Wednesday, December 19, 2012
Race relations in Durham hindered by an unwillingness to listen
What happens when people can’t listen?
It’s the first step on a journey into dangerous territory. Race relations in Durham are taking a radical swing in the wrong direction. It doesn’t have to be that way. The trend could shift if people would think before jumping to conclusions.
That applies to everyone.
In my recent blog (The People’s Alliance racist ways not viewed as racist), I suggested the actions of the People’s Alliance, a prominent political group in Durham, are perceived as racist by many within Durham’s black community. I was careful to state that those actions are not intended to be racist.
Defenders of the People’s Alliance quickly blamed me for pulling the race card.
“Everything appears to be based on race to you,” an anonymous reader responded. “Until we can move past that, there will be no harmony in Durham.”
“It seems you are making very unfair and even dangerous assumptions fanning flames that aren’t there,” the reader continues. Is it unfair to expose perceptions, and to note how those perceptions are hindering race relations in Durham? Would it be best not to talk about race because of how it makes people feel uncomfortable, or are we better served by exposing the budding of problems that can be checked if people would simply listen?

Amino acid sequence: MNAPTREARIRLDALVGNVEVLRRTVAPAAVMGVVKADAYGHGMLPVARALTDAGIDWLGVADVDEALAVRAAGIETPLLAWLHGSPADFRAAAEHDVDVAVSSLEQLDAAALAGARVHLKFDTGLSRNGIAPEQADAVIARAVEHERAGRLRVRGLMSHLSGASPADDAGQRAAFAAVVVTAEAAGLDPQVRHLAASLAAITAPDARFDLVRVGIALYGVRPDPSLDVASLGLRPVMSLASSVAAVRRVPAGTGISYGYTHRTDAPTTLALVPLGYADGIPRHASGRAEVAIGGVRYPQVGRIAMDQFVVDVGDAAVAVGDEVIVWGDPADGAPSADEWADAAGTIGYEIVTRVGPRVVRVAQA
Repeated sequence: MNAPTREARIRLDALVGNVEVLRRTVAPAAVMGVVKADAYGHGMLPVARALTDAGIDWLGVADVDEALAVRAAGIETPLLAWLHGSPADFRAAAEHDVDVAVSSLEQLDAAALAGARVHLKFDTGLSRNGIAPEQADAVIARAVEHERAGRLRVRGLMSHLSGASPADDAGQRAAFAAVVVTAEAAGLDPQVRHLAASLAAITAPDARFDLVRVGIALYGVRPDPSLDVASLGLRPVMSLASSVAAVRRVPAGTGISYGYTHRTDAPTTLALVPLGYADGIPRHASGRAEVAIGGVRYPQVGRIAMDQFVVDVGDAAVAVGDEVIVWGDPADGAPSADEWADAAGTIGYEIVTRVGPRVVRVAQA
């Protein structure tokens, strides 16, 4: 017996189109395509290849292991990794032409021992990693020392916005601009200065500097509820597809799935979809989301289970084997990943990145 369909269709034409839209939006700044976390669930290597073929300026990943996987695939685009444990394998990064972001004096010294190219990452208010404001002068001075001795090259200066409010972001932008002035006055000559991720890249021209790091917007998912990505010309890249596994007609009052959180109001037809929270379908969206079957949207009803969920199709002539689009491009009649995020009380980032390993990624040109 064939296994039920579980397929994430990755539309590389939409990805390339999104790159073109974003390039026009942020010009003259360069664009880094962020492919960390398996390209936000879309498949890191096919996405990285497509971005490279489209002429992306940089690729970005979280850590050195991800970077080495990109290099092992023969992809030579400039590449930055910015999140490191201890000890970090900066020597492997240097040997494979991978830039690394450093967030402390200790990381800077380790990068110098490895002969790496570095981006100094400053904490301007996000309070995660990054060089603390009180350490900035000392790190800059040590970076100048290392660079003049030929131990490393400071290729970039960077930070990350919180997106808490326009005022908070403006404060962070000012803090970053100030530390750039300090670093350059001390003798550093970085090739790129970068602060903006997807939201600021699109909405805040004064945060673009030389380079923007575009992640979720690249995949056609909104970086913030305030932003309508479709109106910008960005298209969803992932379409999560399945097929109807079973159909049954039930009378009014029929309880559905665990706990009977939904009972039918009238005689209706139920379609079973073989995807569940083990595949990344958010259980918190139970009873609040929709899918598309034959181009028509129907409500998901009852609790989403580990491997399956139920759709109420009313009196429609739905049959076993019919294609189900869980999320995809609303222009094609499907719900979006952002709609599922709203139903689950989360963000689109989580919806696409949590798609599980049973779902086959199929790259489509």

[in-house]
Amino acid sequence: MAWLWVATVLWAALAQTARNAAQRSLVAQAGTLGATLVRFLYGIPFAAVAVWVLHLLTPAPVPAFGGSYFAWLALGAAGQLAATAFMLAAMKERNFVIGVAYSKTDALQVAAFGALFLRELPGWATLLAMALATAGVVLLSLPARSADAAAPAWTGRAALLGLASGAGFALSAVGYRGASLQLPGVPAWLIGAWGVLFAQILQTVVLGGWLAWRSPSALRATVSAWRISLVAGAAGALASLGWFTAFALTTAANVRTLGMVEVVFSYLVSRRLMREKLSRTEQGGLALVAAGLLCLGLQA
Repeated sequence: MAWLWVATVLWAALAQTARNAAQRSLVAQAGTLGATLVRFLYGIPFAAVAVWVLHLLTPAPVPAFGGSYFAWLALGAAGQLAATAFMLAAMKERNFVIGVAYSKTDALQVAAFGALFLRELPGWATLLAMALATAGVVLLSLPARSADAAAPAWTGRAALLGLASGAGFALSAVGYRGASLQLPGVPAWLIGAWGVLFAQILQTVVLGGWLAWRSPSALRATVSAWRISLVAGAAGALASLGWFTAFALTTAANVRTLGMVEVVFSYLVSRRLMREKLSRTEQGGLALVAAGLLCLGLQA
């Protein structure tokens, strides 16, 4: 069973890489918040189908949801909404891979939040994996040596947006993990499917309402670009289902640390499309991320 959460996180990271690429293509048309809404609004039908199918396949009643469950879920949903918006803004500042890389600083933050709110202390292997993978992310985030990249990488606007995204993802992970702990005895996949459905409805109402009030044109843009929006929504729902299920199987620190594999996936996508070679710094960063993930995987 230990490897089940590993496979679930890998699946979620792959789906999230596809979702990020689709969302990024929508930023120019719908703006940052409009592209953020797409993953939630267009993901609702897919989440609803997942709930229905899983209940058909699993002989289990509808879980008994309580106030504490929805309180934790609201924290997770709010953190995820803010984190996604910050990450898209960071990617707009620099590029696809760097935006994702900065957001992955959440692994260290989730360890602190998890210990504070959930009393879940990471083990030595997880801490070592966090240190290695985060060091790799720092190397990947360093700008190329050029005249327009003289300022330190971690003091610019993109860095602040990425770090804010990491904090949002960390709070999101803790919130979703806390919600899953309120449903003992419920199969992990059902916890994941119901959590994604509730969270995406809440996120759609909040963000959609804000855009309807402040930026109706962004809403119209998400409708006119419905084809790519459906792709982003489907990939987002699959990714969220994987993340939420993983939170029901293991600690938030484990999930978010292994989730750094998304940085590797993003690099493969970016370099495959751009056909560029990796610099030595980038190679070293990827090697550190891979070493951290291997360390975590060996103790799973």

The hope of my posts related to race issues in Durham is to build a bridge broken by assumption on both sides of the river. Critics of my recent post fail to understand the deep implications attached to the conclusion of their attack – you shouldn’t talk about race. You should refrain from discussing race matters even when a community is being fractured due to a lack of understanding.
People should take a pause in defending what they can’t change. I’ve indicated the issue at hand is due to a perception. Never has it been implied that the People’s Alliance is a racist organization. What is clear, given comments I’ve received from black leaders in Durham, is a deep perception that the People’s Alliance functions with little regard to how their actions impact blacks in Durham.
That perception can’t be fixed if leaders of the People’s Alliance continue to defend what is rooted in perception. The point is not to prove a point, but to listen to those who feel alienated by their actions. The People’s Alliance should be asking, “What can we do to hear what you feel? How can we improve upon creating an environment that isn’t perceived as racist?”
Rather than asking those questions, the response has been a counter-attack. I’ve heard the defense, “members of the Durham Committee on the Affairs of Black People do the same thing”. I’ve heard, “It’s not us, it’s you.” There is validity to both assertions; however, the response of members of the black community is rooted in a history of oppression, not privilege.